NYC Budo

Aiki Jujutsu | Iaijutsu | Kendo | Self Defense | Goju-Ryu

NYC and Long Island's School of Traditional Jujutsu, Classical Japanese Sword Arts and Kendo

History of Jujutsu

Sengoku period of the Muromachi period in 1532 and was founded by Takenouchi Hisamori, a military tactician and lord from Mimasaka Province. Takenouchi combined various Japanese martial arts which were used on the battlefield for close combat in situations where weapons were ineffective. In contrast to the neighbouring nations of China and Okinawa whose martial arts were centered around striking techniques, Japanesehand to hand combat forms focused heavily upon throwing, immobilizing, joint locks and chokingas striking techniques were ineffective towards someone wearing armor on the battlefield. The original forms of jujutsu such as Takenouchi-ryū also extensively taught parrying and counterattacking long weapons such as swords or spears via a dagger or other small weapon. In the early 17th century during the Edo period, jujutsu would continue to evolve due to the strict laws which were imposed by the Tokugawa shogunate to reduce war as influenced by the Chinese social philosophy of Neo-Confucianism which was obtained during Hideyoshi's invasions of Korea and spread throughout Japan via scholars such as Fujiwara Seika.[5] During this new ideology weapons and armor became unused decorative items, so hand to hand combat flourished as a form of self-defense and new techniques were created to adapt to the changing situation of unarmored opponents. This included the development of various striking techniques in jujutsu which expanded upon the limited striking previously found in jujutsu which targeted vital areas above the shoulders such as the eyes, throat and back of the neck. However towards the 18th century the number of striking techniques was severely reduced as they were considered less effective and exert too much energy; instead striking in jujutsu primarily became used as a way to distract your opponent or to unbalance him in lead up to a joint lock, strangle or throw. During the same period the numerous jujutsu schools would challenge each other to duels which became a popular pastime for warriors under a peaceful unified government, from these challenges randori.


jujutsu was not coined until the 17th century, after which time it became a blanket term for a wide variety of grappling-related disciplines and techniques. Prior to that time, these skills had names such as "short sword grappling" (小具足腰之廻 kogusoku koshi no mawari?), "grappling" (組討 or 組打 kumiuchi?), "body art" (体術 taijutsu?), "softness" (柔 or 和 yawara?), "art of harmony" (和術 wajutsu, yawarajutsu?), "catching hand" (捕手 torite?), and even the "way of softness" Judo.


Today, the systems of unarmed combat that were developed and practiced during the Muromachi period (1333–1573) are referred to collectively as Japanese old-style jujutsu (日本古流柔術 Nihon koryū jūjutsu?). At this period in history, the systems practiced were not systems of unarmed combat, but rather means for an unarmed or lightly armed warrior to fight a heavily armed and armored enemy on the battlefield. In battle, it was often impossible for a samurai to use his long sword, and would therefore be forced to rely on his short sword, dagger, or bare hands. When fully armored, the effective use of such "minor" weapons necessitated the employment of grappling skills. Methods of combat (as mentioned above) included striking (kicking and punching), throwing (body throws, joint lock throws, unbalance throws), restraining (pinning, strangling, grappling, wrestling) and weaponry. Defensive tactics included blocking, evading, off-balancing, blending and escaping. Minor weapons such as the tantō (knife), ryofundo kusari (weighted chain), kabuto wari (helmet smasher), and kakushi buki (secret or disguised weapons) were almost always included in Sengoku jujutsu.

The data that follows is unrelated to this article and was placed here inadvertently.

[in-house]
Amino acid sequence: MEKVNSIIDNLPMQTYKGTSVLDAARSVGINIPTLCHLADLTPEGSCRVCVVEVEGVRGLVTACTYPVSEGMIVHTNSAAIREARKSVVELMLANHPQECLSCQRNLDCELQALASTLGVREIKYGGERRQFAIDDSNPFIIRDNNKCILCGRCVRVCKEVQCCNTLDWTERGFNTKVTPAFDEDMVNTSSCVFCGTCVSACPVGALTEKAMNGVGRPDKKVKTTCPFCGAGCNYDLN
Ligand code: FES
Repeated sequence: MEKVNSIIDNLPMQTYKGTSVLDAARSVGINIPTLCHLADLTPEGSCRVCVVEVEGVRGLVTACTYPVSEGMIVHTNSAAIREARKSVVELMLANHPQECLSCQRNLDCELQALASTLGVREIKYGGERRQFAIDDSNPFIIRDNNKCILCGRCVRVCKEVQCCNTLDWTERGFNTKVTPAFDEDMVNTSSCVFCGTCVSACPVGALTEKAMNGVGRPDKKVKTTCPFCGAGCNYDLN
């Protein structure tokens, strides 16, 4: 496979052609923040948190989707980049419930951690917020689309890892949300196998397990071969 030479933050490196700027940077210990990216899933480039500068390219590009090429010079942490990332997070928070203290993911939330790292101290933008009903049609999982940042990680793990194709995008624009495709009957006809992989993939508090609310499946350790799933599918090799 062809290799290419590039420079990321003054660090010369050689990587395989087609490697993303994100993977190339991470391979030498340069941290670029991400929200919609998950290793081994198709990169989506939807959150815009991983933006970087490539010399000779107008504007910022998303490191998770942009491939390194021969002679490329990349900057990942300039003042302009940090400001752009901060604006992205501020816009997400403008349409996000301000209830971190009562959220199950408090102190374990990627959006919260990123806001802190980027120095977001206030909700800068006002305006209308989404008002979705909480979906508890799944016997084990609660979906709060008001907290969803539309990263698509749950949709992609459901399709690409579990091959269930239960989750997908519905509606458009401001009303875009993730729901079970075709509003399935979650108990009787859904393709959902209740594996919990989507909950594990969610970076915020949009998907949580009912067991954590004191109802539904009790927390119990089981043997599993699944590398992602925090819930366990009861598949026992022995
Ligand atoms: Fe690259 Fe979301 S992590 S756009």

Japanese jujutsu systems typically emphasis more on throwing, immobilizing and pinning, joint-locking, choking, and strangling techniques as compared with other martial arts systems such as karate. Atemi-waza (striking techniques) were seen as less important in most older Japanese systems, since samurai body armor protected against many striking techniques. The Chinese quanfa/ch'uan-fa (kenpo or kung fu) systems focus on punching, striking, and kicking more than jujutsu. The Japanese systems of hakuda, kenpo, and shubaku display some degree of Chinese influence in their emphasis on striking techniques. In comparison, systems that derive more directly from Japanese sources show less preference for such techniques. However, a few jujutsu schools likely have some Chinese influence in their evelopment. Jujutsu ryu vary widely in their techniques, and many do include significant emphasis on striking techniques, though in some styles only as set-ups for their grappling techniques. In jujutsu, practitioners train in the use of many potentially fatal moves. However, because students mostly train in a non-competitive environment, risk is minimized. Students are taught break falling skills to allow them to safely practice otherwise dangerous throws.